By Hannah Kazemi (Grade 12 student at Fraser Heights Secondary School, Surrey, B.C., Canada)
Imagine dancers, artists, bakers and chefs, musicians, and entrepreneurs. Imagine hundreds of students, with their passions laid out in front of them. Imagine entering a high school, immediately welcomed by the smell of popcorn in the air, billowing red curtains marking the entrance, and as you walk in further, a sea of students, ready to share the projects they have been working on for months. Bubbles floating through the air, rainbow lights illuminating the hallways, and painted umbrellas suspended in mid-air are just a few examples of the care and passion put into the Imagine showcase that took place at Fraser Heights Secondary School on December 5th, 2018.
What is Imagine?
Imagine evolved from prior inquiry-focused fairs held at Fraser Heights Secondary School in Surrey, B.C.. Since April, Imagine has been a labour of love for humanities teacher, Mrs. Jessica Gonsales. It began as “Innovation Fair”, an event for grade 8 and 9 students in which they were asked to create or enhance a product that they would pitch to their peers, as well as visitors from local elementary schools and university representatives.
Over the years, it became apparent that, in order to spur more excitement and participation, a new direction was needed. So, in the second half of the previous school year, Mrs. Gonsales, along with support from most staff, administration, and student mentors, came up with a way to turn this Innovation Fair into something the whole school and community would enjoy; Imagine was born. The goal of Imagine was to inspire students to do a project that built on their passions, challenged themselves, and incorporated a whimsical, carnival-like atmosphere.
Being involved in the process of planning Imagine from the beginning is an experience that has been of great value to me. Having participated in previous Innovation Fairs myself, I was excited to be part of Imagine. I knew that even if the students were apprehensive about it at the beginning, or didn’t necessarily understand the point, they would later realize how lucky they were to have been given an opportunity to express themselves and scaffold their learning through a passion-based project.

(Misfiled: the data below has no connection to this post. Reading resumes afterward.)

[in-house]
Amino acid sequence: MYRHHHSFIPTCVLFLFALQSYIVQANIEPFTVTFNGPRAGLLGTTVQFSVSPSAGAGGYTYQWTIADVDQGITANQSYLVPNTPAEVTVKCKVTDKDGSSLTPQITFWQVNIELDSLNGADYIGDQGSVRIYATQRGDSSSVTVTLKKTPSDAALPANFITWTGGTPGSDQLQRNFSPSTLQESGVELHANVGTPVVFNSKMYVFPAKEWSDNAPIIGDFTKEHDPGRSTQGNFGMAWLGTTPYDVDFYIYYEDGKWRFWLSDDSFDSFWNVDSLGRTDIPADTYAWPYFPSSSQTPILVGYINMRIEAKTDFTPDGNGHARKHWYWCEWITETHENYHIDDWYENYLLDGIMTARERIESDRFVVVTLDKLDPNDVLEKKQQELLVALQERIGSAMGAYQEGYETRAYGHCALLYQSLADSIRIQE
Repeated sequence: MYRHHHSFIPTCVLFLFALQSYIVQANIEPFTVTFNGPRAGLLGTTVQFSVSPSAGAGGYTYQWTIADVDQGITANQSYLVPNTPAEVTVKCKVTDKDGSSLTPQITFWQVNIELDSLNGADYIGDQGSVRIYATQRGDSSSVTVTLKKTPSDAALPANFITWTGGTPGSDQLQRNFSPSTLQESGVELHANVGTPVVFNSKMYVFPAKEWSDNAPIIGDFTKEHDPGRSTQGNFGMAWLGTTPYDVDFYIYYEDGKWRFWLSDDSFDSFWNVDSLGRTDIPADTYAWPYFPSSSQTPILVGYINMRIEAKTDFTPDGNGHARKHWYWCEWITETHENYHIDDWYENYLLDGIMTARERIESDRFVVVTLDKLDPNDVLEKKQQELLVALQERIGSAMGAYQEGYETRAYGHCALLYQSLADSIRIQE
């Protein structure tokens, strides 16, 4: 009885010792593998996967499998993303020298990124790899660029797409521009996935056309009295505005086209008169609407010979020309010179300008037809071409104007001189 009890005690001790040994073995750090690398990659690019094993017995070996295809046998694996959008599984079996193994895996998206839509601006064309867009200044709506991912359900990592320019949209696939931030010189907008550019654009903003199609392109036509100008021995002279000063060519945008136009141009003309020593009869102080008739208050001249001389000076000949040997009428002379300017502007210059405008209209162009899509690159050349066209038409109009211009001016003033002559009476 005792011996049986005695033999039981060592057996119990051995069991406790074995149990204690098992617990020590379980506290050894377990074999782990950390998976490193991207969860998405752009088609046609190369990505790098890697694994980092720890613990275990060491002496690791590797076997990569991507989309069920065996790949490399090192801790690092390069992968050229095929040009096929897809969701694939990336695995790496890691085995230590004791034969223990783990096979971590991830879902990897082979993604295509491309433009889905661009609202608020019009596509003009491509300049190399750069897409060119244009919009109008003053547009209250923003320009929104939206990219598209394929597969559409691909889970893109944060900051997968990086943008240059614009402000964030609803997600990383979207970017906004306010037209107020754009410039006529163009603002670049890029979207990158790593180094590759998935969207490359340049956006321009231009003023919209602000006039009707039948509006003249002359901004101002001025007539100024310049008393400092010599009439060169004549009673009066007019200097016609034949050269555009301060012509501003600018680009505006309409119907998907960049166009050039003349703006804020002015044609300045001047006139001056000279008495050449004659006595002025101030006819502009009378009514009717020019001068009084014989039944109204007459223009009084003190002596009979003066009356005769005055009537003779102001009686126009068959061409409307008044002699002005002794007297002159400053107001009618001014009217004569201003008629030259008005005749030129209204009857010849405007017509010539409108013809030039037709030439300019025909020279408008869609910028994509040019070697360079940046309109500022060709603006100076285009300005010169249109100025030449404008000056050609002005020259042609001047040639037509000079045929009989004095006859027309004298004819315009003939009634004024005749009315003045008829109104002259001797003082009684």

The aim of Imagine is to give students a way to find joy in learning; there is no rubric, no set curriculum, and loose guidelines. In the world of YouTube, kids can’t wait to get home from school or take their phones out so that they can learn something. We wanted to bring that excitement back into the school and learn just for the sake of learning, not for marks or prizes, but just because.We wanted it to be as open-ended as possible, from the planning process all the way up to the day of the event. Recreating the traditional science-fair concept with displays of data and hypotheses was not our aim—although there were some students that chose to do a research project, the majority of students stepped outside of the standard project design. On the day of the event, we turned our multipurpose space into a restaurant for the bakers and chefs, the inquiry classroom became an art museum, the cafeteria was home to dance performances and a student DJ, and the hallways were lined with entrepreneurs, pianists, writers, and everything in between.
Throughout the morning, we welcomed many visitors into our school to experience Imagine, including grade 7 classes from the surrounding elementary schools, district principals, assistant superintendents, university representatives, and representatives from SFU’s. The visiting students (future Fraser Heights students) were inspired and excited to learn they would be participating in Imagine next year, teachers were amazed at the hard work we put into making Imagine a success, and everyone else that visited had nothing but praise and awe for the students, staff, Mrs. Gonsales and the Imagine team.
The response to Imagine on social media has been amazing. Mr. Jordan Tinney, the Superintendent for the Surrey School District, recognized us on Twitter. Educators across the district have mentioned us on multiple social media platforms and the feedback from our own student body has been incredible. I’ve received many messages from students and staff about how unique the projects were. The messages complemented the staff- and student-made art-installations spread throughout the halls, and provided generous praise for the work we put in to make Imagine the most amazing it could be.
I am extremely grateful to Mrs. Gonsales for putting so much trust and responsibility in me as well as the other student mentors, and to the rest of the staff in their support for Imagine and the message it spreads. It was important for us to create an event that the whole school and community would enjoy. I hope that we have inspired our school community to pursue their passions, and encouraged them to think outside of the box once in a while.
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